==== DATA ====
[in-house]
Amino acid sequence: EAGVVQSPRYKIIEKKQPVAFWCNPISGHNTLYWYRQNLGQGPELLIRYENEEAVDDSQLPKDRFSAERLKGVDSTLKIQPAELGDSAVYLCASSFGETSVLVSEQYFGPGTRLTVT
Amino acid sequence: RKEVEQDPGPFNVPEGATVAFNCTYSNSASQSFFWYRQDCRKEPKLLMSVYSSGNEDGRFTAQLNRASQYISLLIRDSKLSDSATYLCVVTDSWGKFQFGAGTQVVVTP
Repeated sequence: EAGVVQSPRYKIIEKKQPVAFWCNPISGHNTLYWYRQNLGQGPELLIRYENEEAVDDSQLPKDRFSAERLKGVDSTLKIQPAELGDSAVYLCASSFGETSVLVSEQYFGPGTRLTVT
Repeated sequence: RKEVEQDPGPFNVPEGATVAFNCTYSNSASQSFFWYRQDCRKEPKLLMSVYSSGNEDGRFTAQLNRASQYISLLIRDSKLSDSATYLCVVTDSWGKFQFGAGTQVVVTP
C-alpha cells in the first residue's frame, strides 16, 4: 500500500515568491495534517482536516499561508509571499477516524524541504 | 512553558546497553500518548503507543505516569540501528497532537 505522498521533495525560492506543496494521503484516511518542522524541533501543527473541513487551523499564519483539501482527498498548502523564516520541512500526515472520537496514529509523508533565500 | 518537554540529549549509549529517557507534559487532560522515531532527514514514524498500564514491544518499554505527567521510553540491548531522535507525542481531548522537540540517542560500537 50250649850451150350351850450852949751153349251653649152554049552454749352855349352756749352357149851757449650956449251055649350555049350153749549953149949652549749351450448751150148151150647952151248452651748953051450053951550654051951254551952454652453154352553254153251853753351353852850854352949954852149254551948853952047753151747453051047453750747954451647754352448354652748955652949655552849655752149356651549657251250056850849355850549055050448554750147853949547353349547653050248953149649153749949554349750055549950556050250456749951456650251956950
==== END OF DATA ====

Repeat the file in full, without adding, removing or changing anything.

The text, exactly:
[in-house]
Amino acid sequence: EAGVVQSPRYKIIEKKQPVAFWCNPISGHNTLYWYRQNLGQGPELLIRYENEEAVDDSQLPKDRFSAERLKGVDSTLKIQPAELGDSAVYLCASSFGETSVLVSEQYFGPGTRLTVT
Amino acid sequence: RKEVEQDPGPFNVPEGATVAFNCTYSNSASQSFFWYRQDCRKEPKLLMSVYSSGNEDGRFTAQLNRASQYISLLIRDSKLSDSATYLCVVTDSWGKFQFGAGTQVVVTP
Repeated sequence: EAGVVQSPRYKIIEKKQPVAFWCNPISGHNTLYWYRQNLGQGPELLIRYENEEAVDDSQLPKDRFSAERLKGVDSTLKIQPAELGDSAVYLCASSFGETSVLVSEQYFGPGTRLTVT
Repeated sequence: RKEVEQDPGPFNVPEGATVAFNCTYSNSASQSFFWYRQDCRKEPKLLMSVYSSGNEDGRFTAQLNRASQYISLLIRDSKLSDSATYLCVVTDSWGKFQFGAGTQVVVTP
C-alpha cells in the first residue's frame, strides 16, 4: 500500500515568491495534517482536516499561508509571499477516524524541504 | 512553558546497553500518548503507543505516569540501528497532537 505522498521533495525560492506543496494521503484516511518542522524541533501543527473541513487551523499564519483539501482527498498548502523564516520541512500526515472520537496514529509523508533565500 | 518537554540529549549509549529517557507534559487532560522515531532527514514514524498500564514491544518499554505527567521510553540491548531522535507525542481531548522537540540517542560500537 50250649850451150350351850450852949751153349251653649152554049552454749352855349352756749352357149851757449650956449251055649350555049350153749549953149949652549749351450448751150148151150647952151248452651748953051450053951550654051951254551952454652453154352553254153251853753351353852850854352949954852149254551948853952047753151747453051047453750747954451647754352448354652748955652949655552849655752149356651549657251250056850849355850549055050448554750147853949547353349547653050248953149649153749949554349750055549950556050250456749951456650251956950